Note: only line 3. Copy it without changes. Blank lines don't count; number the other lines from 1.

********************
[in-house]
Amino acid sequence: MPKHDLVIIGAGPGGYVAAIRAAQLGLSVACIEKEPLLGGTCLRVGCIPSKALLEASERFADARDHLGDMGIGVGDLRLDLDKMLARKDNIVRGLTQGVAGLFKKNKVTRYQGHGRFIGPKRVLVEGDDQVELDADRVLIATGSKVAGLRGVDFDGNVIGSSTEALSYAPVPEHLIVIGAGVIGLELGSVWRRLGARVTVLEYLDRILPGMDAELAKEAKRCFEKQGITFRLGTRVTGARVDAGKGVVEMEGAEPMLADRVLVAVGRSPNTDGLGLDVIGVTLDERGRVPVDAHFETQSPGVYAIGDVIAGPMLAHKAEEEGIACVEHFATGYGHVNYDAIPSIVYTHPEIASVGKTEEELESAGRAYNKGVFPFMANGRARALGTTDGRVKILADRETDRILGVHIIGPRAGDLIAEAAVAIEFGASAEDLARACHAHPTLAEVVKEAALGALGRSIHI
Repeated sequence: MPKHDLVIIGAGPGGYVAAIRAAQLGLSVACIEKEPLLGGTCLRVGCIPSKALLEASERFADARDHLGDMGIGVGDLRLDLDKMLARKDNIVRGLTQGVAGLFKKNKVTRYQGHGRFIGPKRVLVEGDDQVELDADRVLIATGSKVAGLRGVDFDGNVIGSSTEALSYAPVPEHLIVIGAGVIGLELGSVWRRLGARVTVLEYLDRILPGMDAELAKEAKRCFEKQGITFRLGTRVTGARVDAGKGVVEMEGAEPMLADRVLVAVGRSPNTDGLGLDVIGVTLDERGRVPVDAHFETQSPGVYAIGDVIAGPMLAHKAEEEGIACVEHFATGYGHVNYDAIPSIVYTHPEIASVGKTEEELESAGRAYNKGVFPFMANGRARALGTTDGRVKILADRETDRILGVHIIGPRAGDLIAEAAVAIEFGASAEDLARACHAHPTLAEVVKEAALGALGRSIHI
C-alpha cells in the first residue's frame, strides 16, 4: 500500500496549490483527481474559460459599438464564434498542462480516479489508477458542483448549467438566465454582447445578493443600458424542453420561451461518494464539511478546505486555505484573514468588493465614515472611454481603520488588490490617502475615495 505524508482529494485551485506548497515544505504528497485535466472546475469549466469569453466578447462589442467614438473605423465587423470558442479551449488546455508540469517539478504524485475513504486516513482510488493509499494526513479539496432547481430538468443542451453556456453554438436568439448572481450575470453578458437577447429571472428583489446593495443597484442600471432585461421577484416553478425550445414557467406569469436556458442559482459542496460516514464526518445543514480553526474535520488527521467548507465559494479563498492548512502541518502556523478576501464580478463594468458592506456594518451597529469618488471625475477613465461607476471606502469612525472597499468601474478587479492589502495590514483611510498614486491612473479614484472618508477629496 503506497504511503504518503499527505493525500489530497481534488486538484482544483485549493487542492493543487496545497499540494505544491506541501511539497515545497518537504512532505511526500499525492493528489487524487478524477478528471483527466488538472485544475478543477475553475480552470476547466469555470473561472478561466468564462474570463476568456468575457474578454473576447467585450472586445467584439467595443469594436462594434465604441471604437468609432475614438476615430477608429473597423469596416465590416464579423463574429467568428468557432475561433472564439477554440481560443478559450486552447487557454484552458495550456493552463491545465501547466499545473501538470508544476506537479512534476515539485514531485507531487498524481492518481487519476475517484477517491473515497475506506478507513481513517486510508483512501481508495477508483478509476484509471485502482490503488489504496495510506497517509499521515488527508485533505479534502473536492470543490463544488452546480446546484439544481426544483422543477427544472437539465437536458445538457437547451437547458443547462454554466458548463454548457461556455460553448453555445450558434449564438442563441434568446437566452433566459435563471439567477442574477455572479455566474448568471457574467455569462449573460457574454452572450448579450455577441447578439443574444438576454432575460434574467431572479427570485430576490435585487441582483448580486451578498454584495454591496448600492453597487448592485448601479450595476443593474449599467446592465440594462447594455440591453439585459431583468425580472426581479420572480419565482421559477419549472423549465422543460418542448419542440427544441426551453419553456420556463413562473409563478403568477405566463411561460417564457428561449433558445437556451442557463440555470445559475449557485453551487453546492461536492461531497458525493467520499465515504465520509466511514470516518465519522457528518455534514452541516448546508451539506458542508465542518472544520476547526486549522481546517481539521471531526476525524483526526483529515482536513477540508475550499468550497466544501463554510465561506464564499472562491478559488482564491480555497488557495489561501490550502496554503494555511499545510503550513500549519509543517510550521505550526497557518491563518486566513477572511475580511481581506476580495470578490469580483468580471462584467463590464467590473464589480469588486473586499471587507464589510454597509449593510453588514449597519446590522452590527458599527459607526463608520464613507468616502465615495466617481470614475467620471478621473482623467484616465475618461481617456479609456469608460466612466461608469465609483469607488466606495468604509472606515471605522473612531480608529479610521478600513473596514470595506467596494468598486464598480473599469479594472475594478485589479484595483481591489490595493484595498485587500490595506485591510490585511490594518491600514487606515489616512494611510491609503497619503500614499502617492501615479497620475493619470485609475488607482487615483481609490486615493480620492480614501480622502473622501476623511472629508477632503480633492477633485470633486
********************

Repeated sequence: MPKHDLVIIGAGPGGYVAAIRAAQLGLSVACIEKEPLLGGTCLRVGCIPSKALLEASERFADARDHLGDMGIGVGDLRLDLDKMLARKDNIVRGLTQGVAGLFKKNKVTRYQGHGRFIGPKRVLVEGDDQVELDADRVLIATGSKVAGLRGVDFDGNVIGSSTEALSYAPVPEHLIVIGAGVIGLELGSVWRRLGARVTVLEYLDRILPGMDAELAKEAKRCFEKQGITFRLGTRVTGARVDAGKGVVEMEGAEPMLADRVLVAVGRSPNTDGLGLDVIGVTLDERGRVPVDAHFETQSPGVYAIGDVIAGPMLAHKAEEEGIACVEHFATGYGHVNYDAIPSIVYTHPEIASVGKTEEELESAGRAYNKGVFPFMANGRARALGTTDGRVKILADRETDRILGVHIIGPRAGDLIAEAAVAIEFGASAEDLARACHAHPTLAEVVKEAALGALGRSIHI